Mark Linimon linimon at
Mon Jan 12 04:01:31 UTC 2015

On Sun, Jan 11, 2015 at 03:54:39PM -0800, Roger Marquis wrote:
> "time for it to go", by whose definition?  Good code doesn't have a
> fixed lifespan and the claimed rationale doesn't constitute a good
> business case.

It was believed to be a bad design pattern to let ports modify anything
in base.  There had been a few exceptions that crept in over the years,
for one reason or another.  Apparently 10.0 seemed like the appropriate
time to get rid of the bad pattern.  (Note: I was not involved in the

We've been essentially rewriting the entire ports infrastructure in-place
for the past 6 or 7 years.  IMVHO this was entirely necessary: the old
pkg_* tools were buggy, underdocumented, and no longer suited to the task
of keeping up with over 20,000 ports.  Along the way we've had to throw
out a lot of rotten code both in the infrastructure and various ports --
*and* keep the absolute majority of ports working in the meantime.  This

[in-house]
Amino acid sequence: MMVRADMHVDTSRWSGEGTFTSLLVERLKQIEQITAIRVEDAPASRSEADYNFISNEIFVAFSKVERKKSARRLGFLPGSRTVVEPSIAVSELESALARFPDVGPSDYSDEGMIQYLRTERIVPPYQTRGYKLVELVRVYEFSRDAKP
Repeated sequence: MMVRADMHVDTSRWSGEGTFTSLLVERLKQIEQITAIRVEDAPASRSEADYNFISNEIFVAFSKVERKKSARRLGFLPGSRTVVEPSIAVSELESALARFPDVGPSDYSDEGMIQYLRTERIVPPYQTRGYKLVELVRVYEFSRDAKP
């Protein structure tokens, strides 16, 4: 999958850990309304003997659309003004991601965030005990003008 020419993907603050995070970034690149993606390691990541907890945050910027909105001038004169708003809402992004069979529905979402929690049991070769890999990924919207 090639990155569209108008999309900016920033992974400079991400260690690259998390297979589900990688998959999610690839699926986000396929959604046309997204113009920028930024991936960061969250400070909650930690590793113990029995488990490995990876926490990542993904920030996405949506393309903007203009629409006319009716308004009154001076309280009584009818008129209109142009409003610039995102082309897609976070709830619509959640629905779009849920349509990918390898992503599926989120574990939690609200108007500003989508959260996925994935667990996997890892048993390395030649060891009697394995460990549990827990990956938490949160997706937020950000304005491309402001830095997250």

was no mean feat.
> Sometimes you really have to wonder whether these feature deprecations
> are due less to resource shortages than to special interests outside of
> FreeBSD's user-base.

They are mostly due to the idea of not shipping things that do not work
consistently, and in the way one "might expect".  On rare occasion, yes,
that will mean breaking POLA.

(Also note I'm not defending the way this change was or was not documented.)

As for "special interests", this is specious.  AFAIK the companies that
embed FreeBSD into their products are primarily interested in the kernel,
the networking stack, the file systems, and so on.  I do not know of any
such company that even _uses_ FreeBSD ports.

Thus, they could have no influence on the outcome.

tl;dr: the FreeBSD ports community is pretty well self-contained.


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